When we arrived in Japan, in April, to attend the wedding of my good friend, Mark, I exuded confidence as I lined up for the Narrita Express, the train that would take us right to Shinjuku. I’d forgotten the name of the hotel, but whipped out my laptop, and retrieved it. I dashed off a note to Mark, letting him know we’d arrived. Then I arranged a cell phone rental. Call me Miss Preparation.
As we stepped out of the Narrita Express, and into the bowels of Shinjuku Station, and I realized that I had no idea how to get to our hotel, or, for that matter, how to get out of the station, I slipped into panic mode. I don’t do lost well. I dreaded asking people for directions because of my perception that most Japanese people don’t want to be talked to on the street. The reluctance to encounter Gaijin, the Japanese word for stranger, has to do with a fear of losing face. It’s the reason why you might notice that someone has fallen in the street, and nobody stops to help. When you fall on your bottom in a public place, you’ve lost face, and when you can’t speak to this intruder, or don’t know the place he’s looking for, you’ve lost face. Better not to notice this lunatic gaijin in the first place.
Since I abhor being lost more than I dread asking for directions, once I get started, I tend to ask a lot of people: every half block or so, I repeat the question, despite my reluctance. When I get really desperate to get a person’s attention, I touch an arm- this is not the way to approach the Japanese, who are not used to being touched. The best way to ask for directions in Japan, when you don’t know any Japanese is to grin and extend your arms, palms facing upwards in supplication or perhaps in an indication of stupidity, as in “Don’t mind me, I’m an idiot.”
With arms outstretched, and the grin firmly in place despite the desperation you’re feeling inside, you say the name of the place you’re looking for. In my case, it was Shinjuku Park Hotel, but even the cop at the end of the block where the hotel was located didn’t know that name until he looked at the map. Mark had said that the hotel was near the big department store, so I plastered a stupid grin on my face, opened my arms and asked, “Takashimiya?” We were within a block of the hotel, and knew it, and frustration was rearing its ugly head, after 13 hours in the plane, and 90 minutes on the train, but we soldiered on.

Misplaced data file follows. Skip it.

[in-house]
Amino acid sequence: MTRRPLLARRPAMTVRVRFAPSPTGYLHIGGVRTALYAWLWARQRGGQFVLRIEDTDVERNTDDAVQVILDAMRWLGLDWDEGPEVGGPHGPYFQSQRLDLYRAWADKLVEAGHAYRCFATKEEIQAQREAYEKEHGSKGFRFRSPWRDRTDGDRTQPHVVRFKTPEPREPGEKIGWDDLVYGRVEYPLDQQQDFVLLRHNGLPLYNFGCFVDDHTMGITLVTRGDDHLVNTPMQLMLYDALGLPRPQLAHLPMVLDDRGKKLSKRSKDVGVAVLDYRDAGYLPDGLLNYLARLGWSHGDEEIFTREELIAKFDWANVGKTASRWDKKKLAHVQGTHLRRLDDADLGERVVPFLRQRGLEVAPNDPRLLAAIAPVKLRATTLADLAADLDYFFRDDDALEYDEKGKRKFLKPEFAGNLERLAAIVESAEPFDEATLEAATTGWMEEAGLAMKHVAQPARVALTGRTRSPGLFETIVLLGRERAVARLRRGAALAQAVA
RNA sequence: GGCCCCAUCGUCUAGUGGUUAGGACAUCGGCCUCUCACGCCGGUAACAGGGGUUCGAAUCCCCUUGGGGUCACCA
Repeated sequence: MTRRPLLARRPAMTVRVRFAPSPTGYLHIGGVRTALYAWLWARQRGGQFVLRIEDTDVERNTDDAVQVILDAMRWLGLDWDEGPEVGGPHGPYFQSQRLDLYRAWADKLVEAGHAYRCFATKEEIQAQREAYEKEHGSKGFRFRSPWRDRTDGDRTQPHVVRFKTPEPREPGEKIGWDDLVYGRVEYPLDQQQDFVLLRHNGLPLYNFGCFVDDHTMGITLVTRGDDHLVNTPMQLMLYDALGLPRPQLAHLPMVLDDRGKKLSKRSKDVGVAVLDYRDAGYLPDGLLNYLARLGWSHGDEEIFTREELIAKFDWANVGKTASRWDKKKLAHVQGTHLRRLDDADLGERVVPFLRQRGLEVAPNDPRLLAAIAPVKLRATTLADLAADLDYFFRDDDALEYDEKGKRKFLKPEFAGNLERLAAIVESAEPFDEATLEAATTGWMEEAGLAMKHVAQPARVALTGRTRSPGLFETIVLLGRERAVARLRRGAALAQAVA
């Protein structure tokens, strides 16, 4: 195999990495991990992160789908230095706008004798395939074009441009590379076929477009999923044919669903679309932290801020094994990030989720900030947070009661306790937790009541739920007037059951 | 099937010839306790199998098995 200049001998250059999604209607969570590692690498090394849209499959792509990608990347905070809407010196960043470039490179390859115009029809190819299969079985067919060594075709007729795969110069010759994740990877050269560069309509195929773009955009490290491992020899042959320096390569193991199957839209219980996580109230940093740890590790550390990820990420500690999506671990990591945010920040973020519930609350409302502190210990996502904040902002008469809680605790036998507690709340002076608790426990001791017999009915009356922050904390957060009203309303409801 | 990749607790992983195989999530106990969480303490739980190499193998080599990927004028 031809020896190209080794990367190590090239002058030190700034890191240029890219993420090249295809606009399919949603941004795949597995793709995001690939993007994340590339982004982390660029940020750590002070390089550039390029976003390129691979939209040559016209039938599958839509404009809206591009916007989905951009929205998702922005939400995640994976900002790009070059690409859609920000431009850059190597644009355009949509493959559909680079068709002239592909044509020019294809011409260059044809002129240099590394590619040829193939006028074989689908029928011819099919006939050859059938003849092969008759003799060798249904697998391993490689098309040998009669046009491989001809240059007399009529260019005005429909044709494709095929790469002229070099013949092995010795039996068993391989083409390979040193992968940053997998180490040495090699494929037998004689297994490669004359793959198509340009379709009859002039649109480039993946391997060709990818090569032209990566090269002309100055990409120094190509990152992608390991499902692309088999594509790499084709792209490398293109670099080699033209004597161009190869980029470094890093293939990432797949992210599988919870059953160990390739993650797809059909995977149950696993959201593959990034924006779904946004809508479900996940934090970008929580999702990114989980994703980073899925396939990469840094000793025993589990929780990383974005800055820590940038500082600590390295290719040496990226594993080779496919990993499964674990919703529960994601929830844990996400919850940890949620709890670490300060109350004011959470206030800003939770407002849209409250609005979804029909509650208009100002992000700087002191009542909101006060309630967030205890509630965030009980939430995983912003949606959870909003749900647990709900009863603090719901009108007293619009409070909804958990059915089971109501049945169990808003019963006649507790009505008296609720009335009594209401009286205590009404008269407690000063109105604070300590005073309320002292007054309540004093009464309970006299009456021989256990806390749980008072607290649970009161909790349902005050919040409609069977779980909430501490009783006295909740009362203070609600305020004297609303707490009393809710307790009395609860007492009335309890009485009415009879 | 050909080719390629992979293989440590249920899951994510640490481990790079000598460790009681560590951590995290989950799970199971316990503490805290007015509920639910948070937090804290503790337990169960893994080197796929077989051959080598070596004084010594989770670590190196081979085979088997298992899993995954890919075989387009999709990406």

The sweet young thing from the information desk at Tokyu Hands, in the giant Takishimaiya Department Store, told us to use the Louis Vitton exit, and told us how to get there, in English. She even gave us a map, but once we found the exit, we couldn’t find the way, and had to resume asking for directions.
I castigated myself for not knowing how to get to the hotel, or even out of the train station. I’d actually downloaded maps of the rail lines in Tokyo, but trying to decipher them gave me a headache, so I packed them in my backpack, and patted myself on the back for having them. I’d forgotten how hard it was to negotiate the beast that is the Tokyo transit system, and in particular, Shinjuku Station.
When I arrived in Japan for the first time, in September of 1993, I would have fallen into the clutches of chaos if it hadn’t been for my daughter, Bonnie- traveler extraordinaire. Even with Bonnie, however, the trip from Narrita to Narimasu, on the outskirts of Tokyo has since joined my list of most horrible travel experiences.
My daughter and I were moving to Japan, to teach English. We had a mountain of suitcases, piled on top of a flimsy luggage carrier, and I tipped them over repeatedly in the rain. When we got to Ikebukuro, the second largest terminal in Japan, we gave up. We were to change trains there, but just couldn’t deal with the suitcases during rush hour. I’d heard horror stories about white-gloved Japanese conductors shoving passengers into the trains like apples in a cider press. So we took a taxi- it was very expensive- but he delivered us to the door of the little place we were to occupy for the 3 months we had to wait to begin working.
I lived in Japan for three years. I tried, but couldn’t manage to learn Japanese- the truth is that I was embarrassed about speaking, and therefore defeated myself. I studied, and there was some learning taking place, I guess, because I found myself remembering words, understanding a bit of what people were saying this time around.
By the time we left, a week later, I’d mastered the art of negotiating the transit system, until next time, of course.